An Elegant Kegerator for less than $100

keg

Looking for a fun weekend project? How about making your very own kegerator for about $100? Well, minus the keg of course.

First you’ll need a run of the mill mini-bar fridge. These can be had for free if you prowl student neighborhoods at the end of a semester; it’s amazing what you can find being thrown out. Next you’ll have to modify it a bit: remove the shelving and pop a hole in the top. The trickiest part is building the top out of wood, although [jypuckett] shows us that it’s really not that difficult, and wood stain is your friend!

The most expensive part of the build is probably going to be the fittings, hoses, and tap, but that’s a small price to pay for your very own kegerator.

While it’s not quite as fancy as this over-engineered kegerator, the six-tap freezer chest kegerator, or as vintage as this 1950’s General Electric fridge kegerator, it is a great example of making one for cheap, that works, and looks good.

It also raises the question: if it’s this easy to make, why haven’t you made one yet?!

Comments

  1. Scant Detail says:

    So where does the $100 come from? How much is the tank and regulator? Those details were ignored in this “$100″ fantasy.

  2. mrbippers says:

    Most mini-fridges have a large freezer compartment that will prevent you from fitting a keg. You can attempt to “bend” the freezer to a vertical position, but kink the line and all the coolant will leak out (been there).

    The fridge used here has a smaller than normal freezer, so it’s not clear if any modification was done. There are also a few models (e.g. Danby) that don’t have the upper freezer at all and will fit kegs off the shelf.

    The neat part of this hack that separates it from other kegerators is the method used to find the cooling lines–a corn starch/rubbing alcohol paste spread across the top of the fridge that melted when running to reveal the location of the underlying lines.

  3. StuckInTexas says:

    No way that cost less than $100, no way. Just did a conversion last week, the CO2 tank, hoses, valve and faucet look identical to what I used. Unless he had them lying around, or got some insane craigslist deal, he spent more like $200, not counting the wood and tile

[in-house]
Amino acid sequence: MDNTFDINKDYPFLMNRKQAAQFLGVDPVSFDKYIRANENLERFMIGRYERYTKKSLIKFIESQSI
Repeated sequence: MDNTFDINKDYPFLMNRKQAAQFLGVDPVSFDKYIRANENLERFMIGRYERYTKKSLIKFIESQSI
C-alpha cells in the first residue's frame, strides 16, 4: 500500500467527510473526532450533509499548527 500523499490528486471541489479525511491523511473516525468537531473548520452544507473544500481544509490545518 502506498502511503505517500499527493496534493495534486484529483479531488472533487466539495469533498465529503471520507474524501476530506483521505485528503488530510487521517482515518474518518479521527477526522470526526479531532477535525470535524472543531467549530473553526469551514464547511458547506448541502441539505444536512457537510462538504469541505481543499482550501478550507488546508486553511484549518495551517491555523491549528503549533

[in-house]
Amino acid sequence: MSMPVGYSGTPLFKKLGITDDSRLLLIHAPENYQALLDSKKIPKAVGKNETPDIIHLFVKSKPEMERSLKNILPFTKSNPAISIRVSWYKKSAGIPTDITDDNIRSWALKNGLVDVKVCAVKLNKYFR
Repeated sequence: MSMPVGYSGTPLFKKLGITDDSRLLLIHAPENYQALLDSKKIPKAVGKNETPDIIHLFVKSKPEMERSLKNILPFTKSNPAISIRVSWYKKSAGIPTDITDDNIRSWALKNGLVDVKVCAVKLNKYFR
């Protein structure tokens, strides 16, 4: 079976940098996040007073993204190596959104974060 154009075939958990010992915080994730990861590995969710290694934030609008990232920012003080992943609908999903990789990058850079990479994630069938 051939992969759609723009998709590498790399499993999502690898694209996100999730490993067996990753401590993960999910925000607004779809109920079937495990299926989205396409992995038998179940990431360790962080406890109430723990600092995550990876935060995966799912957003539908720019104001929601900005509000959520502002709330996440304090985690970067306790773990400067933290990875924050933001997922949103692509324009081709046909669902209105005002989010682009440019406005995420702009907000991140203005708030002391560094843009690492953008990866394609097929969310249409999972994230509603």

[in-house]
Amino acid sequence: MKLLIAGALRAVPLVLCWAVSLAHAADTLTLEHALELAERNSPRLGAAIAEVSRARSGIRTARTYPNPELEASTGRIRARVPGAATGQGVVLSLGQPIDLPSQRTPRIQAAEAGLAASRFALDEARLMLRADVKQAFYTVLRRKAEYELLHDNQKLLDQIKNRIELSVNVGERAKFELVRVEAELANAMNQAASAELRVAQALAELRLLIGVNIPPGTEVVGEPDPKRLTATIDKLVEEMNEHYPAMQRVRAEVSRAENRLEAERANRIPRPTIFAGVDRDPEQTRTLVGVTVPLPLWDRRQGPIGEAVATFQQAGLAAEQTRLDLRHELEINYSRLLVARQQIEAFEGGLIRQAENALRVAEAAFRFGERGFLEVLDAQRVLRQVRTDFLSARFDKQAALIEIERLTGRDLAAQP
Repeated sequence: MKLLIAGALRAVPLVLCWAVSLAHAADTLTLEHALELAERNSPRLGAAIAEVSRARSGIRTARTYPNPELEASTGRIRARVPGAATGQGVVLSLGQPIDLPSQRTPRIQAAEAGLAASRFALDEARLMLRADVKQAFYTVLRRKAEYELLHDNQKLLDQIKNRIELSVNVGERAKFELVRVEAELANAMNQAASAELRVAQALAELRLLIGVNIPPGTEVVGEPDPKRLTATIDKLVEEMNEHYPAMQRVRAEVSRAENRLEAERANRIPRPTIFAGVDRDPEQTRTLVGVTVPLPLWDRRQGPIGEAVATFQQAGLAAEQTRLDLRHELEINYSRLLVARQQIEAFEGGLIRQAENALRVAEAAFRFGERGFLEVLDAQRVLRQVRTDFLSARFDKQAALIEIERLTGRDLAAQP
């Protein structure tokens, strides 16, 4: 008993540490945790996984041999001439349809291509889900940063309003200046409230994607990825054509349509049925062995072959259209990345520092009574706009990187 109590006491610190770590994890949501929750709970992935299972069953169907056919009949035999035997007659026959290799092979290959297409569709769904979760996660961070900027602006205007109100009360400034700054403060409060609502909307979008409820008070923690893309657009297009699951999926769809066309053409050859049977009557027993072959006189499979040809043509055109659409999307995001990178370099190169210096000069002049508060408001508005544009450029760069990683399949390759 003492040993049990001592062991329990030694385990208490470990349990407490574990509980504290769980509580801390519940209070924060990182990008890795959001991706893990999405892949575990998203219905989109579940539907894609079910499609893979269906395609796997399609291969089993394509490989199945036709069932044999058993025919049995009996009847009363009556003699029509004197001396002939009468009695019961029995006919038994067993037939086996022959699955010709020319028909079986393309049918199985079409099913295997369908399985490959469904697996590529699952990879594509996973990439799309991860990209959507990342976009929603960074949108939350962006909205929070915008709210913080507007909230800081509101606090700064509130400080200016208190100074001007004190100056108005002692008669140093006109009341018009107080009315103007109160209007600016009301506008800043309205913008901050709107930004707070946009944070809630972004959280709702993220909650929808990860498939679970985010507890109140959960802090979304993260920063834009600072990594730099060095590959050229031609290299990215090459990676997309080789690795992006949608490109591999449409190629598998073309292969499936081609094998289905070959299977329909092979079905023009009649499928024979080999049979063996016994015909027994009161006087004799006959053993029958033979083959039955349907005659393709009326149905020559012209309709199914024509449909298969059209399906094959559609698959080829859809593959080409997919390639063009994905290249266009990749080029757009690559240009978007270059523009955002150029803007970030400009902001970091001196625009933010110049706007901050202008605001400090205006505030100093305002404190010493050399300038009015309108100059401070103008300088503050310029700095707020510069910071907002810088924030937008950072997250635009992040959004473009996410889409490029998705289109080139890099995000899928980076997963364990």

4. I have to agree with the others. $100 is a stretch. Most of the cost of doing these things is *not* the fridge. You can easily find a dorm fridge or even a full sized fridge for free or the cost of removal. It’s the keg, tubing, fittings, tap, CO2 tank, regulator, and the rest that’s the cost. And you’d be hard pressed to do it for less than $100 if starting from scratch. A faucet, knob, and shank assembly alone would easily eat up $40-50 of your budget.

    That said, you *can* do it for much, much less than the cost of a retail bought kegerator. In fact, for the $400 to $500 some want to charge you for a kegerator, you can have a multiple tap set up if you can get a full size fridge for free…..which you can do since there are people out there who remodel their kitchens and get rid of a perfectly good fridge simply because it doesn’t match their new decor.

    The only way I can see doing this for less than $100 was if you bought some used kegging equipment off craigslist or a friend.

  5. Kevin says:

    Haha I like how he doesn’t really warn about the dangers of the condenser coils that are all around the outside shell of the fridge, then he devises some wacky plan to find them safely with rubbing alcohol and corn starch, which worked about as well as a dowsing rod, then just drills right into one!

    If you don’t see condenser coils on the back (or bottom sometimes) of the fridge then they’re usually foil taped to the sheet metal of the shell to use as a heatsink. Don’t hit them with a drill or you let the magic steam out! It’s refrigerant, r134a, and it’s bad for you and the environment, so don’t let it out!

    There are many people trying the DIY chillers on the brew (and hydro) forums, and the general consensus is that a mini fridge doesn’t have the HP to get something big like that cold. It may stay cold once it’s there, but it’s still going to be running outside of it’s intended use, 24/7. Here’s a picture of where the coils usually are, it’s a few posts down from the top. http://www.homebrewtalk.com/f51/another-e-herms-build-266110/

    And $100 is ridiculous, he doesn’t even say $100 in the instructable. The kit he mentions is at least $150.

  6. JimBob says:

    Oh…wow…yet another kegerator article.

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